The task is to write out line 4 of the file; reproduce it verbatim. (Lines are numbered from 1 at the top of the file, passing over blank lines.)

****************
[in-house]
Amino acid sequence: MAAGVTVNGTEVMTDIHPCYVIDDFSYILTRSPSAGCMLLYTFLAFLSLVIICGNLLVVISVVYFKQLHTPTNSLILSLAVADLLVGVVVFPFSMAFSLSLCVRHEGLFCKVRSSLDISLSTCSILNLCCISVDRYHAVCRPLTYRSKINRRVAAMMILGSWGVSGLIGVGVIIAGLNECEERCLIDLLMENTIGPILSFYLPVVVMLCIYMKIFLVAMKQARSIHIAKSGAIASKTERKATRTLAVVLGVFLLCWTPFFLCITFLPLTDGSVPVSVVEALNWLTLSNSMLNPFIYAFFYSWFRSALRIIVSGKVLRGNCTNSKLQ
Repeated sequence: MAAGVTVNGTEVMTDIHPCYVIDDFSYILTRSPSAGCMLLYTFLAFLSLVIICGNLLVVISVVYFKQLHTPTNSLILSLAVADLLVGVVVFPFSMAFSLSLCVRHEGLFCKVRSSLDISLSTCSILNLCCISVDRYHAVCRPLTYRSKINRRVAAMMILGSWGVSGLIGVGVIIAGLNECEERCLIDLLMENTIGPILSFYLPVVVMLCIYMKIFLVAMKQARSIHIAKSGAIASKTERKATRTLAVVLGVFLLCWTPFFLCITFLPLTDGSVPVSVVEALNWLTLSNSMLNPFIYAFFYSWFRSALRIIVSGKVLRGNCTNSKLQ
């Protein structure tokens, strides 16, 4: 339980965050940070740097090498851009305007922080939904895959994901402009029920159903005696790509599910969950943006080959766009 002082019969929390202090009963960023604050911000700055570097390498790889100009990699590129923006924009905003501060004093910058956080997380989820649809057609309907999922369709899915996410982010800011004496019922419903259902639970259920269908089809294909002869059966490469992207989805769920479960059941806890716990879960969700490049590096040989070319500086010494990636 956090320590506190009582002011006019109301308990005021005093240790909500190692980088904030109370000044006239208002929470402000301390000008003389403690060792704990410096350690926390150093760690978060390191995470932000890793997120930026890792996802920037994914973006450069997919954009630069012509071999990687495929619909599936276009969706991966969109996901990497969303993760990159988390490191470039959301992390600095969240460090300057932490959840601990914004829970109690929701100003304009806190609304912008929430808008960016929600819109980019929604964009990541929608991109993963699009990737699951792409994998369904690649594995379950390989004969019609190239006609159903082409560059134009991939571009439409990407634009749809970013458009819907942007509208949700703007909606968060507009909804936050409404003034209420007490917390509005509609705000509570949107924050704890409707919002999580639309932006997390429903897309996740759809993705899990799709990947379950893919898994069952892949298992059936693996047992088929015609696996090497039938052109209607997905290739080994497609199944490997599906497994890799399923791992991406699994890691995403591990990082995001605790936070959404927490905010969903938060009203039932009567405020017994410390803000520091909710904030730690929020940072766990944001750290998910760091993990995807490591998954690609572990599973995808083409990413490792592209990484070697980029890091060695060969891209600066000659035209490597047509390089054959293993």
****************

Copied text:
């Protein structure tokens, strides 16, 4: 339980965050940070740097090498851009305007922080939904895959994901402009029920159903005696790509599910969950943006080959766009 002082019969929390202090009963960023604050911000700055570097390498790889100009990699590129923006924009905003501060004093910058956080997380989820649809057609309907999922369709899915996410982010800011004496019922419903259902639970259920269908089809294909002869059966490469992207989805769920479960059941806890716990879960969700490049590096040989070319500086010494990636 956090320590506190009582002011006019109301308990005021005093240790909500190692980088904030109370000044006239208002929470402000301390000008003389403690060792704990410096350690926390150093760690978060390191995470932000890793997120930026890792996802920037994914973006450069997919954009630069012509071999990687495929619909599936276009969706991966969109996901990497969303993760990159988390490191470039959301992390600095969240460090300057932490959840601990914004829970109690929701100003304009806190609304912008929430808008960016929600819109980019929604964009990541929608991109993963699009990737699951792409994998369904690649594995379950390989004969019609190239006609159903082409560059134009991939571009439409990407634009749809970013458009819907942007509208949700703007909606968060507009909804936050409404003034209420007490917390509005509609705000509570949107924050704890409707919002999580639309932006997390429903897309996740759809993705899990799709990947379950893919898994069952892949298992059936693996047992088929015609696996090497039938052109209607997905290739080994497609199944490997599906497994890799399923791992991406699994890691995403591990990082995001605790936070959404927490905010969903938060009203039932009567405020017994410390803000520091909710904030730690929020940072766990944001750290998910760091993990995807490591998954690609572990599973995808083409990413490792592209990484070697980029890091060695060969891209600066000659035209490597047509390089054959293993």